At 8:45 a.m. on September 11, 2001, an American Airlines Boeing 767, Flight 11, collided into the World Trade Center’s north tower in New York City immediately killing hundreds of people and trapping hundreds more in the 110-story skyscraper. Only 18 minutes later, a second Boeing 767, United Airlines Flight 175, flew into the south tower. Both towers afire, burning debris covered the surrounding buildings and the streets below while hundreds jumped from the towers to their deaths in an attempt to escape. About 30 minutes later, a third plane, American Airlines Flight 77, crashed into the west side of the Pentagon near Washington, D.C. and a fourth plane, United Flight 93, crash-landed into a field in Pennsylvania killing all 40 souls onboard. Meanwhile, both World Trade Center towers collapsed into a terrifying and deadly inferno of rubble.
September 11th is now known as "Patriot Day” in the United States and is observed as the National Day of Service and Remembrance of the victims of the 9/11 attacks. Across the country, numerous events are held on this day to honor the loss of thousands of lives. There are also three somber and beautiful memorial sites dedicated to remembering the victims of 9/11: The Flight 93 National Memorial is located at the site of the crash of United Airlines Flight 93 about 2 miles north of Shanksville, Pennsylvania; The National 9/11 Pentagon Memorial located in Arlington, Virginia, honors the loss of 184 people who died on September 11 and The National September 11 Memorial & Museum, a nonprofit in New York City, remembers and honors the 2,983 people killed in the horrific attacks as well as hundreds more who risked their lives to save others and all who demonstrated extraordinary compassion in the aftermath of the attacks. A Callery pear tree that miraculously survived within the rubble of Ground Zero, now known as the "Survivor Tree," stands tall and thriving.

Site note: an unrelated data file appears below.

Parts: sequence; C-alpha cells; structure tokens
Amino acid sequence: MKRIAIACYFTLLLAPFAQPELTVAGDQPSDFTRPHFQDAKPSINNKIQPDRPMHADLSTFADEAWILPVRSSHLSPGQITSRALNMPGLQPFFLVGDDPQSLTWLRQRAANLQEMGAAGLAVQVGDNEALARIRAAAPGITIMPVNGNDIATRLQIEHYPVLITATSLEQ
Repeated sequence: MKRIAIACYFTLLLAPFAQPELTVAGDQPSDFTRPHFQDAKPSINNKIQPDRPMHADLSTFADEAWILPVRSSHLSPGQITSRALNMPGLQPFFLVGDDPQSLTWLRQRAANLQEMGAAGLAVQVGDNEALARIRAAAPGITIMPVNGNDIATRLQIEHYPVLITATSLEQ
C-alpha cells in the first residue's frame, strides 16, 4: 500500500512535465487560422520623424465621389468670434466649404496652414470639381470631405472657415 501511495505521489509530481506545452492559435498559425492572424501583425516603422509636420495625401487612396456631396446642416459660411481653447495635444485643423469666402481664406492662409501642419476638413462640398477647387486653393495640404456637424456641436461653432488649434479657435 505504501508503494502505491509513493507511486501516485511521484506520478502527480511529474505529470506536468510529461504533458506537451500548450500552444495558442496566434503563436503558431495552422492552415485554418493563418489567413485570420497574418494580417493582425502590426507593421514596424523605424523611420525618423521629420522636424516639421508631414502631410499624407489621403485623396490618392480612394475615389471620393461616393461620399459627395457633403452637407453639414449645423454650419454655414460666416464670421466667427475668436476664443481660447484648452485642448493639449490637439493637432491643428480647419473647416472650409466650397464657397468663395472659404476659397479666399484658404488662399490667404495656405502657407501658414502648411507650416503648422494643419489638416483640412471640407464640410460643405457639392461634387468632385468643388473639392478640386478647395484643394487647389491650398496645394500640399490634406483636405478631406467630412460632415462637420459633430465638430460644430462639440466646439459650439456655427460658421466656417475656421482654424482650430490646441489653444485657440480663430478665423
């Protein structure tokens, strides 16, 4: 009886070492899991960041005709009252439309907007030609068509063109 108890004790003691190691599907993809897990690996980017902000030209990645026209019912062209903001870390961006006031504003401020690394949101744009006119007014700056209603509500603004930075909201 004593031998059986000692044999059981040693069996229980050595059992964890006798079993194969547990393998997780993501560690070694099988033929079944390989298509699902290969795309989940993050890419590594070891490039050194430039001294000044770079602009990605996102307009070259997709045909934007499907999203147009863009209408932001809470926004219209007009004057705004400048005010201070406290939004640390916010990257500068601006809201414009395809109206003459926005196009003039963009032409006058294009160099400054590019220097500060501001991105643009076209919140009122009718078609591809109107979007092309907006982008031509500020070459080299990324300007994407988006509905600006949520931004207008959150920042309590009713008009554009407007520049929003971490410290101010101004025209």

It's been said that following the 9-11 Terrorist Attacks, "Americans came together as they had not come together since World War II." We all came together that day because we realized we were all in this together, that any one of us could have been in those buildings or on those planes.
So all over America, people went back to work with purpose. Military, firefighters and police and rescue teams risked their lives for no reason or reward but to save the innocent. Prejudges and discrimination faded, and we set about in common cause. That special something we found that day and days that immediately followed, is deeply ingrained in the American character. We put aside those things that set us apart, and recognized that for all our differences, we are - first of all - Americans.
You are encouraged to pay tribute to the many victims and their families in honor of their selfless service and sacrifices. Even the smallest act of service, the simplest act of kindness, is a way to honor those we lost, a way to reclaim that spirit of unity that followed 9/11.
"Adding Value to the Nation"